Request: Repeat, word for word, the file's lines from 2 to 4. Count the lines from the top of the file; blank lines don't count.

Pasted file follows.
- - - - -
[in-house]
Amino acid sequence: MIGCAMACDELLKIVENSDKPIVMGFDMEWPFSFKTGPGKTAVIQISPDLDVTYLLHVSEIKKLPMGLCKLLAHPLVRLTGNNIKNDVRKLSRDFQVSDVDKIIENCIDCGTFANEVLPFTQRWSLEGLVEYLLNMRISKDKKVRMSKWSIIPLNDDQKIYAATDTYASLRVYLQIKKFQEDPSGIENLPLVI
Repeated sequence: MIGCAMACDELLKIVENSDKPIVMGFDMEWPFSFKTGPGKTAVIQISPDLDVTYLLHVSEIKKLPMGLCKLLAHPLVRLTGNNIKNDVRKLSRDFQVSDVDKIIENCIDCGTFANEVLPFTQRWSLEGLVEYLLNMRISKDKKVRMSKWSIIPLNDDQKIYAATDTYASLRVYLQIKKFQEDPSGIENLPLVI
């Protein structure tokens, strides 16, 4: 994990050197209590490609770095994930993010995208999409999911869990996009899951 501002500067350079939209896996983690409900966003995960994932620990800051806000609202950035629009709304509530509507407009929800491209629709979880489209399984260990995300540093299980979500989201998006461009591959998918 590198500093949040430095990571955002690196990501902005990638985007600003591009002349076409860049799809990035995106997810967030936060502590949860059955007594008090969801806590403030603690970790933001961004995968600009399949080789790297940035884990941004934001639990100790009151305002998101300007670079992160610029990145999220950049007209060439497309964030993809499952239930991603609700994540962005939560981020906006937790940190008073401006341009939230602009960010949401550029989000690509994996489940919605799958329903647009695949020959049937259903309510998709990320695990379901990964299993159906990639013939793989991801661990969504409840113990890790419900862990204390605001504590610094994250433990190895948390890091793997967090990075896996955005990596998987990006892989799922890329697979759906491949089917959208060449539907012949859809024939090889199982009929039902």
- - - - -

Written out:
Amino acid sequence: MIGCAMACDELLKIVENSDKPIVMGFDMEWPFSFKTGPGKTAVIQISPDLDVTYLLHVSEIKKLPMGLCKLLAHPLVRLTGNNIKNDVRKLSRDFQVSDVDKIIENCIDCGTFANEVLPFTQRWSLEGLVEYLLNMRISKDKKVRMSKWSIIPLNDDQKIYAATDTYASLRVYLQIKKFQEDPSGIENLPLVI
Repeated sequence: MIGCAMACDELLKIVENSDKPIVMGFDMEWPFSFKTGPGKTAVIQISPDLDVTYLLHVSEIKKLPMGLCKLLAHPLVRLTGNNIKNDVRKLSRDFQVSDVDKIIENCIDCGTFANEVLPFTQRWSLEGLVEYLLNMRISKDKKVRMSKWSIIPLNDDQKIYAATDTYASLRVYLQIKKFQEDPSGIENLPLVI
């Protein structure tokens, strides 16, 4: 994990050197209590490609770095994930993010995208999409999911869990996009899951 501002500067350079939209896996983690409900966003995960994932620990800051806000609202950035629009709304509530509507407009929800491209629709979880489209399984260990995300540093299980979500989201998006461009591959998918 590198500093949040430095990571955002690196990501902005990638985007600003591009002349076409860049799809990035995106997810967030936060502590949860059955007594008090969801806590403030603690970790933001961004995968600009399949080789790297940035884990941004934001639990100790009151305002998101300007670079992160610029990145999220950049007209060439497309964030993809499952239930991603609700994540962005939560981020906006937790940190008073401006341009939230602009960010949401550029989000690509994996489940919605799958329903647009695949020959049937259903309510998709990320695990379901990964299993159906990639013939793989991801661990969504409840113990890790419900862990204390605001504590610094994250433990190895948390890091793997967090990075896996955005990596998987990006892989799922890329697979759906491949089917959208060449539907012949859809024939090889199982009929039902």